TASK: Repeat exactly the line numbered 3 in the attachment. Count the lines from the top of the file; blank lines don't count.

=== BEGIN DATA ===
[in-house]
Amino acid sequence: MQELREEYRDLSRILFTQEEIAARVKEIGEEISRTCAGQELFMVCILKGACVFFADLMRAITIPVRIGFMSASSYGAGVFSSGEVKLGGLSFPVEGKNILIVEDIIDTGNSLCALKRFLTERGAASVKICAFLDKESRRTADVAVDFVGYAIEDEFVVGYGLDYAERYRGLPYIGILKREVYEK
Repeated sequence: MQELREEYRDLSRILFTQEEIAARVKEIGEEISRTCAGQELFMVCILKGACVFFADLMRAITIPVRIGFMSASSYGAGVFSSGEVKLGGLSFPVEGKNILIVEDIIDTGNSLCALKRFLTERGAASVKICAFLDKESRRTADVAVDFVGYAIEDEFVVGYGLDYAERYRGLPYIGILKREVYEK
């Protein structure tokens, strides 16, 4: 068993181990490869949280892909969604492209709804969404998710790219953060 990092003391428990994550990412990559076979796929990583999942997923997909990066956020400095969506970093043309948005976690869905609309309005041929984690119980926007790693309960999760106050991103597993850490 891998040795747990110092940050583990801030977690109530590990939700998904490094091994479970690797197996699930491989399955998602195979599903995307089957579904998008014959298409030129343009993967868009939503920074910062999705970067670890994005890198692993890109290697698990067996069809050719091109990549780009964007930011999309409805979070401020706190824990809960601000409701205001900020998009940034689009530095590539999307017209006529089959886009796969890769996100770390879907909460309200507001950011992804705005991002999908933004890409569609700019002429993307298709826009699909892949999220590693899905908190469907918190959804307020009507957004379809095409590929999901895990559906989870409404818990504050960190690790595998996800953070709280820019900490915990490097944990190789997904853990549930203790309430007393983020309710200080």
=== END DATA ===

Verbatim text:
Repeated sequence: MQELREEYRDLSRILFTQEEIAARVKEIGEEISRTCAGQELFMVCILKGACVFFADLMRAITIPVRIGFMSASSYGAGVFSSGEVKLGGLSFPVEGKNILIVEDIIDTGNSLCALKRFLTERGAASVKICAFLDKESRRTADVAVDFVGYAIEDEFVVGYGLDYAERYRGLPYIGILKREVYEK